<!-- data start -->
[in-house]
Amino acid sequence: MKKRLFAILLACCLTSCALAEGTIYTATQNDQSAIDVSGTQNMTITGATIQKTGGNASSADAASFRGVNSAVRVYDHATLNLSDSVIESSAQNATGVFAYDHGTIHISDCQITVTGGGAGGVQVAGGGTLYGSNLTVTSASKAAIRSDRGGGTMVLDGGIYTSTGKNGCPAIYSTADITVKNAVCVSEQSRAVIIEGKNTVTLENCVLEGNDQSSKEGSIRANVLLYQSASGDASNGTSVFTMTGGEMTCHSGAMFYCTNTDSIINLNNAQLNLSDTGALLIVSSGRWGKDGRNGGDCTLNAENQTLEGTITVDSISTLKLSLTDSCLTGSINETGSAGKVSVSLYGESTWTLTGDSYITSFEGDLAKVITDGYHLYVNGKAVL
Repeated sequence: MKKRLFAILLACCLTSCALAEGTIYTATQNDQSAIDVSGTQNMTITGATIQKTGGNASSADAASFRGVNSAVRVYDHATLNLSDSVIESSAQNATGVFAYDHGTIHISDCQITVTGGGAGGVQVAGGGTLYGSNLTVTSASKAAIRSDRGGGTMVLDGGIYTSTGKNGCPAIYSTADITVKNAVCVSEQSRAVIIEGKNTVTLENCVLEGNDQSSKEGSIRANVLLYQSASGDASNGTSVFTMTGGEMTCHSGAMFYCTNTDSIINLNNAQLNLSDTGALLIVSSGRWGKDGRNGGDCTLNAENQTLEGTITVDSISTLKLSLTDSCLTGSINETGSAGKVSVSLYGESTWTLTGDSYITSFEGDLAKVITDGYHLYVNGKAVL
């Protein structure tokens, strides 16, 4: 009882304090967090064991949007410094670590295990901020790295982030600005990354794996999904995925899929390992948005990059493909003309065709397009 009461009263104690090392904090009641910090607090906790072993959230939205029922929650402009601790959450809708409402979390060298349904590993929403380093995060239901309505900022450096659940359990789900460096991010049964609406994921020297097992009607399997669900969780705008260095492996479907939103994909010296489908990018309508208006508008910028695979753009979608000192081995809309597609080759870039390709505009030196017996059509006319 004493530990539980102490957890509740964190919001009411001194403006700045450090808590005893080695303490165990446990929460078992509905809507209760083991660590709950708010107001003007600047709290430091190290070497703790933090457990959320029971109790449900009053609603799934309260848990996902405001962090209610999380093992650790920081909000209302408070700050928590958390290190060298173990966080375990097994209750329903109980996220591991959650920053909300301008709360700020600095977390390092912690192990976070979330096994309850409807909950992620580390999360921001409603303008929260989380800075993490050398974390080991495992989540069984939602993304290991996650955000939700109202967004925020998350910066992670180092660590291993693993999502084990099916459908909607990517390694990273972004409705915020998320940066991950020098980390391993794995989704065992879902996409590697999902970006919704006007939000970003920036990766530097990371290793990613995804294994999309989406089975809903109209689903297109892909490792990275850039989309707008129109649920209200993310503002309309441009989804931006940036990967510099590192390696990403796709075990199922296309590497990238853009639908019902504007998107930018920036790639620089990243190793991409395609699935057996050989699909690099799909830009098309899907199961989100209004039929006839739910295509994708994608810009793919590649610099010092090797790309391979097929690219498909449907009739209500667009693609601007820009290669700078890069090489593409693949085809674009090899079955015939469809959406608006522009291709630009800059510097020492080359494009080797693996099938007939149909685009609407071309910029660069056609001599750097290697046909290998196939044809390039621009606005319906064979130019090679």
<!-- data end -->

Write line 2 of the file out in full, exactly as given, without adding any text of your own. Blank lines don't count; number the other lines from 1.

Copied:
Amino acid sequence: MKKRLFAILLACCLTSCALAEGTIYTATQNDQSAIDVSGTQNMTITGATIQKTGGNASSADAASFRGVNSAVRVYDHATLNLSDSVIESSAQNATGVFAYDHGTIHISDCQITVTGGGAGGVQVAGGGTLYGSNLTVTSASKAAIRSDRGGGTMVLDGGIYTSTGKNGCPAIYSTADITVKNAVCVSEQSRAVIIEGKNTVTLENCVLEGNDQSSKEGSIRANVLLYQSASGDASNGTSVFTMTGGEMTCHSGAMFYCTNTDSIINLNNAQLNLSDTGALLIVSSGRWGKDGRNGGDCTLNAENQTLEGTITVDSISTLKLSLTDSCLTGSINETGSAGKVSVSLYGESTWTLTGDSYITSFEGDLAKVITDGYHLYVNGKAVL